The days of mutual loyalty between employers and employees seem to be long gone, mostly in large corporations. Only profits seem to drive all the business decisions at the senior management level without much consideration for the wellbeing of their employees. When it comes to Information Technology (IT) outsourcing, employees and in many instances, local business and existing supplier loyalties and their quality of work are swiftly ignored. Average term of CIOs (Chief Information Officer) in many of the corporations’ only range from 3 to 5 years. Often the CIOs are handed a difficult task to come in to execute a swift and often insensible outsourcing strategies that result in the layoff of the employees replacing them with offshore workers. Often the corporations and outsourcing partners lack the plan and compassion to accommodate their in-house employees and preserve the quality of service. There are heart-wrenching stories where employees who had spent the greater part of their lives working at a company are asked to train foreign workers and are subsequently laid-off.


Moreover, in large IT outsourcing companies, the overhead costs are big that require ever growing profit margins, overworked staff, and challenges to scale technology teams. This climate also in many instances creates corrupt practices that favor a certain IT service provider or outsourcing partner over others. Whistle blowers are swiftly silenced or terminated.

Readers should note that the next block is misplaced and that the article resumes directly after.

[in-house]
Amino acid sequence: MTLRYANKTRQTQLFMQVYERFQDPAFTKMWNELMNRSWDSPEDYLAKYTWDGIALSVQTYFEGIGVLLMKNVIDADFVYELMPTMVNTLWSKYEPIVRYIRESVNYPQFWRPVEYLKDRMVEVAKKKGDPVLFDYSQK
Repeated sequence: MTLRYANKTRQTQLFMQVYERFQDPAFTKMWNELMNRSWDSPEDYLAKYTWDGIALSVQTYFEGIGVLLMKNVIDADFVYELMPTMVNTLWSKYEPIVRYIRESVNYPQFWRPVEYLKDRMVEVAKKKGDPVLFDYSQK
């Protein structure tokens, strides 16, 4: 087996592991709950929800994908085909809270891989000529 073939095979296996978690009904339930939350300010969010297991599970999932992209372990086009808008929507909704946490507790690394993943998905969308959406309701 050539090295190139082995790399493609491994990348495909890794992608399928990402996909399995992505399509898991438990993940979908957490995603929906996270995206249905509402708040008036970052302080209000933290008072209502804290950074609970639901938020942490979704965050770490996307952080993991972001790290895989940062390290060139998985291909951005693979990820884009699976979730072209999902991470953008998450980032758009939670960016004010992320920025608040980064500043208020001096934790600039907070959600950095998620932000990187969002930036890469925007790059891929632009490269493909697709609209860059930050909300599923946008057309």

In conclusion, local workforce does directly feel the brunt of outsourcing when the GDP is almost stagnant quarter after quarter or at its best growing insignificantly. The question is, can there be a win-win outsourcing strategy? What does that win-win strategy look like? Who should be responsible to concoct such a win-win scenario? I believe that the American corporations should take a lead in laying out a sound outsourcing strategy to prevent the ever growing resentment among Americans about market economics and the Wall Street in general when unemployment and those who dropped off the workforce are at its highest. That strategy should be followed by the outsourcing partners in employing local talents without bringing too many foreign workers while augmenting offshore resources without compromising the quality of service by managing tasks that are best suited for local and offshore talents.